Blasting Creature

This creature exudes a menacing air, as if it is possessed of a large, dangerous attack.

Blasting Creature is a +2 CR pattern that may be used to give monsters a huge, crude, indiscriminate blasting attack. Maybe those mutant Purple Worms have the ability to vomit acid, or the Drow Maidens have 'gifted' some of their soldiers with Rods of Crashing. Blasting Creatures are destructive and indiscriminate, and sure to give your players a busy time indeed! Blasting Creatures can be used to spice up a vanilla fight, or folded into a campaign as some sinister evidence of dark machinations. The choice is up to the GM!

Caustic Creature

This creature seems dangerous to approach due to the caustic substances around it.

Some creatures are just soaked in acidic goo. This may be a coating of acidic slime, or a liberal discharge from some disgusting organ, some sort of an alchemical coating they apply before battle, flakes of quicklime that shower grittily all around them, and a hundred other things besides. This is a +1 CR pattern that may be applied to most creatures, based upon their form and appearance, and makes fighting them a thorny problem, as they shower damage all around them with every attack they make.

Celestial Creature

This creature seems to be empowered by some kind of dangerous celestial might.

Not all things you meet (or summon) are bad! This is a +1 CR pattern which converts any monster from a bad guy to a good guy. Maybe that celestial Troll comes from an alternate universe where they eat candy mushrooms instead of flesh and live only to make children happy. Or, maybe, your players wanted to play an evil party, and you need to 'reverse' the alignment of a bunch of monsters so they have stuff to fight. For whatever the reason, if you need to turn a horrible, slavering fiend into a fine, upstanding, and noble creature of goodness, this is the pattern for you!

Coursing Creature

This dangerous-feeling creature seems wiry, tough, and fast on its feet.

Coursing Creature is a +3 CR pattern that may be used to represent fast, far-ranging, hard-hitting monsters. Long-distance Orcs, those elite squads of Rangers in the King's Forest, a pack of Banshee's that prowl the darkling moors on moonless nights, long-roving Viking raiders, even the Wild Hunt, comprised of Hell Knights and Liches, all can be represented by adding the Coursing Creature pattern. Coursing Creature is a pattern useful for representing common themes from literature and film of half-wild, rugged frontier-dwellers and steely-eyed barbarian hordes. A pack of hobgoblins is bad enough, but a whole village of Coursing Hobgoblins who have decided to reave their neighbors? That's a problem!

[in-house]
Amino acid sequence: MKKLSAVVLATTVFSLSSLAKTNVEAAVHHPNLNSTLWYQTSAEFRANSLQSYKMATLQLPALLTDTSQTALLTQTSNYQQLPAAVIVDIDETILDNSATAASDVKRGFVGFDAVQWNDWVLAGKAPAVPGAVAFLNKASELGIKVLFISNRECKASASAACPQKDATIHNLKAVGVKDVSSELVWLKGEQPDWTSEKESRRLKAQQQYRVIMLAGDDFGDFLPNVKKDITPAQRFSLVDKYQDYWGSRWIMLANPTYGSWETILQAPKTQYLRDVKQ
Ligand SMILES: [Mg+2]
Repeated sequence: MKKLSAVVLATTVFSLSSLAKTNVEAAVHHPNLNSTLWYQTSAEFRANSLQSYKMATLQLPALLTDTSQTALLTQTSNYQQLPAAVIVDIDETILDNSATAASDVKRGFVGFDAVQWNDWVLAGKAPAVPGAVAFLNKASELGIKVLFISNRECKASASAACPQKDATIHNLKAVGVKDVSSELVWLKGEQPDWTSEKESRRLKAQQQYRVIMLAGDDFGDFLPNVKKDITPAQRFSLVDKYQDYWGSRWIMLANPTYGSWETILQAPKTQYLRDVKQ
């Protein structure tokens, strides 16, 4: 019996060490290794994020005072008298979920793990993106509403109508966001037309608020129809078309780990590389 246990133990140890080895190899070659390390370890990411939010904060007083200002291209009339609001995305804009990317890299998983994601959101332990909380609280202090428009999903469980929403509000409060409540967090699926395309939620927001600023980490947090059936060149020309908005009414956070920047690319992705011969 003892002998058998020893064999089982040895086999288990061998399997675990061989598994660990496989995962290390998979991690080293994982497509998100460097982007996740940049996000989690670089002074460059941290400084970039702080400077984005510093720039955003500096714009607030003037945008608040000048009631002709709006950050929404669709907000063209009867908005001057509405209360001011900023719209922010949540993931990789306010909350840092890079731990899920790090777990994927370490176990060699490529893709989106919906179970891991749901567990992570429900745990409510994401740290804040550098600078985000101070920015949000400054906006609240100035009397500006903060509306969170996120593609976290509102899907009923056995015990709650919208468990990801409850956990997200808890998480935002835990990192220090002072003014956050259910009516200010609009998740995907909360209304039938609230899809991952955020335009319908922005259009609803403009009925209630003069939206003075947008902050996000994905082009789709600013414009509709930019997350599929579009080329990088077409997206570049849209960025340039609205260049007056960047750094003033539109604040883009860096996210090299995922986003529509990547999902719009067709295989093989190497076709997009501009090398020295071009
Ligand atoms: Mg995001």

Defender Mage

This creature affects the robes of a wizard, and has decorated itself with a castle-wall motif.

Some monsters are spellcasters! After all, what's the fun of having every single monster be a sword-swinging meat-head, right? The Players get access to a huge variety of spells and effects, and the +2 CR 'Mage' patterns allow monsters to get in on the fun, too. Defender Mage monsters are Abjurers, and have defensive-type spells as their main focus in-combat, although like all mages, they can lay down plenty of hurt when they have too. Out of combat, all Mage monsters have access to whatever magical effects the GM says they can use...so the players better not get too comfortable when a Mage Monster is around!

Deflecting Creature

This creature seems able to knock away or avoid incoming attacks.

Deflecting Creature is a +2 CR pattern that may be used to give monsters a powerful and flexible defense against all attacks that target their Armor Class. Maybe they have small woodland creatures tied to their armor that they sacrifice to absorb strikes, or a crusty shell of dried mud the players must break through, or they have a weird, flickering teleport that zaps them out of harms way a few times. The GM can use this pattern to indicate allegiance to a cult or dark religion, or to protect the devotees of a lich. The GM has many options to make things interesting and fun with this pattern!